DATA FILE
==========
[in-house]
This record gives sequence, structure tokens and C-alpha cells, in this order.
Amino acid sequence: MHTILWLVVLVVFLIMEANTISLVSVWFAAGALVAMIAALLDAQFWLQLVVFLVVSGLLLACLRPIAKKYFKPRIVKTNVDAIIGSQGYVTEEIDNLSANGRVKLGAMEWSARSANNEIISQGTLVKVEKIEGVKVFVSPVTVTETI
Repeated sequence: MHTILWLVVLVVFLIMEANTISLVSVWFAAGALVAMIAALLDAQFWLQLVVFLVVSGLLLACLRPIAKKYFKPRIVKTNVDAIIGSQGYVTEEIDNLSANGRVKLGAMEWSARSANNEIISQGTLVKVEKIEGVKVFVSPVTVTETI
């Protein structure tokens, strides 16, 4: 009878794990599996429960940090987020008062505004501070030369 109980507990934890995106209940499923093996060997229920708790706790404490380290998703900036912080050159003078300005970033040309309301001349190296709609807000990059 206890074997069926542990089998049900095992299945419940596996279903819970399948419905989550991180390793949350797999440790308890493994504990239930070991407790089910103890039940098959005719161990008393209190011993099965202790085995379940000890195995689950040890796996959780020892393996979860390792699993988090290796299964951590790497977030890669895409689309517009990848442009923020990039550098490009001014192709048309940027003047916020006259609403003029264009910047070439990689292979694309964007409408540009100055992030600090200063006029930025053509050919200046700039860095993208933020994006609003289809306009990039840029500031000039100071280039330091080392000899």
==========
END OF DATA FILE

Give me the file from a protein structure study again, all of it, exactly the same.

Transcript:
[in-house]
This record gives sequence, structure tokens and C-alpha cells, in this order.
Amino acid sequence: MHTILWLVVLVVFLIMEANTISLVSVWFAAGALVAMIAALLDAQFWLQLVVFLVVSGLLLACLRPIAKKYFKPRIVKTNVDAIIGSQGYVTEEIDNLSANGRVKLGAMEWSARSANNEIISQGTLVKVEKIEGVKVFVSPVTVTETI
Repeated sequence: MHTILWLVVLVVFLIMEANTISLVSVWFAAGALVAMIAALLDAQFWLQLVVFLVVSGLLLACLRPIAKKYFKPRIVKTNVDAIIGSQGYVTEEIDNLSANGRVKLGAMEWSARSANNEIISQGTLVKVEKIEGVKVFVSPVTVTETI
């Protein structure tokens, strides 16, 4: 009878794990599996429960940090987020008062505004501070030369 109980507990934890995106209940499923093996060997229920708790706790404490380290998703900036912080050159003078300005970033040309309301001349190296709609807000990059 206890074997069926542990089998049900095992299945419940596996279903819970399948419905989550991180390793949350797999440790308890493994504990239930070991407790089910103890039940098959005719161990008393209190011993099965202790085995379940000890195995689950040890796996959780020892393996979860390792699993988090290796299964951590790497977030890669895409689309517009990848442009923020990039550098490009001014192709048309940027003047916020006259609403003029264009910047070439990689292979694309964007409408540009100055992030600090200063006029930025053509050919200046700039860095993208933020994006609003289809306009990039840029500031000039100071280039330091080392000899």